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Dead And Alive

In this Jekyll-and-Hyde, manic-depression, alive-dead season, Sox fans can be excused if they're just a bit confounded this Fourth of July. If Butch Cassidy were a Sox fan, he would likely ask, "Who are those guys?"

Winners of their last nine of 13 games, accounting for four consecutive series wins, can this be the same band of South Siders who previously dropped 26 of 36 decisions? Say it ain't so, but it is.

Even Jose Quintana, who was brilliant, won on Sunday, his first victory since May 8 as he limited the burgeoning Houston Astros to one run and three hits over seven innings, retiring 15 straight batters in the middle innings. Sox hitters finally took pity on poor Jose and scored four times for him.

In seven straight losses, Quintana was supported by a total of eight runs. Fourth of July doesn't mean much in his native Columbia, but you can bet that Jose is ready to enjoy some fireworks on this American holiday.

Meanwhile, Chris Sale, who receives far better treatment from his mates, ran his major league-leading record to 14-2 in Houston on Saturday as the Sox triumphed 7-6. Sale wasn't at his best, going seven innings on a yield of four earned runs, but it was good enough as the Sox collected 13 hits.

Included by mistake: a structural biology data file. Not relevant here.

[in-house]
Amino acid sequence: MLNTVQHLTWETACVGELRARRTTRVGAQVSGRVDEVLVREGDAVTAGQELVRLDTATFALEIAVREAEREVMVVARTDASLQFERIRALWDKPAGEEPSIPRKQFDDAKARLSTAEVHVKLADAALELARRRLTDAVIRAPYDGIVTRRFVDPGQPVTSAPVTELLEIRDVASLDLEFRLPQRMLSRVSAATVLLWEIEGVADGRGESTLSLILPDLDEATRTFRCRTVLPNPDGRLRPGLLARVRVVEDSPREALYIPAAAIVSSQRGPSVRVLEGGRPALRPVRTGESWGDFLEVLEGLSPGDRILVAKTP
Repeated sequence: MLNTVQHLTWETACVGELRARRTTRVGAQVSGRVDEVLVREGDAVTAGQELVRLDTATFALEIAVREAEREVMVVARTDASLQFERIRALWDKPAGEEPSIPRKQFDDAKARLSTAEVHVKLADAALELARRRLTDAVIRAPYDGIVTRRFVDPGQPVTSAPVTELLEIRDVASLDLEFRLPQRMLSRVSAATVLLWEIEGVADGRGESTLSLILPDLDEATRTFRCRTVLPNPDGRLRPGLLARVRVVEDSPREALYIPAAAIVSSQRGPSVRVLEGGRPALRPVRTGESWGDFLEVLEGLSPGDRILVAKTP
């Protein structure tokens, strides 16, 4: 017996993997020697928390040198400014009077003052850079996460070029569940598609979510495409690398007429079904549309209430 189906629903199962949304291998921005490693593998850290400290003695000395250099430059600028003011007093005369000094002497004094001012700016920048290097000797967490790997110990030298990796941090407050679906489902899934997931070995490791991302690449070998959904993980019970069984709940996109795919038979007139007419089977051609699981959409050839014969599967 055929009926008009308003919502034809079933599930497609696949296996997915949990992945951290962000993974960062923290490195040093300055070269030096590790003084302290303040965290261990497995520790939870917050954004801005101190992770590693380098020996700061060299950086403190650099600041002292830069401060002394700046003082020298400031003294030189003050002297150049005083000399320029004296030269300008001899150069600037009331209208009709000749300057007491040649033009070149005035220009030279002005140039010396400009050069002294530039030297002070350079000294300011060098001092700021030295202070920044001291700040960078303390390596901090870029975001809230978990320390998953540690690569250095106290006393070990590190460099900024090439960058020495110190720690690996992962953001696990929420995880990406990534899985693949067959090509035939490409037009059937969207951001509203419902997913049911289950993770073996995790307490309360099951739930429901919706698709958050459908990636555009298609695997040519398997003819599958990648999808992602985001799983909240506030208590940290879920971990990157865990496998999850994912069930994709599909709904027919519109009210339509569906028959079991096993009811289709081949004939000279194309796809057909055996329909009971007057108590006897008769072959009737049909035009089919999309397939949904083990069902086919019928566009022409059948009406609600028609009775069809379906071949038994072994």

By winning two three-game series' last week - at home against the Twins followed by a trio in Houston - our athletes now are 42-40, the best Fourth of July record since the 2012 club was 44-37. The 2010 team which wound up winning 88 games, was only 42-38 on Independence Day. Take heart, Sox fans, there might be light at the end of this tunnel.

Consider that the recent run has not included centerfielder Austin Jackson, whose defense and timely hitting highlighted the early season euphoria. Jackson was sidelined on June 9th with a meniscus tear in his left knee. There is no timetable for his return.

The team's best hitter, Melky Cabrera, played last Tuesday in the 4-0 loss to the Twins before being shelved with a mild right wrist sprain. Maybe he'll appear this afternoon in the first of three games with the Yankees at The Cell. However, the Sox won four of five with Melky observing from the bench.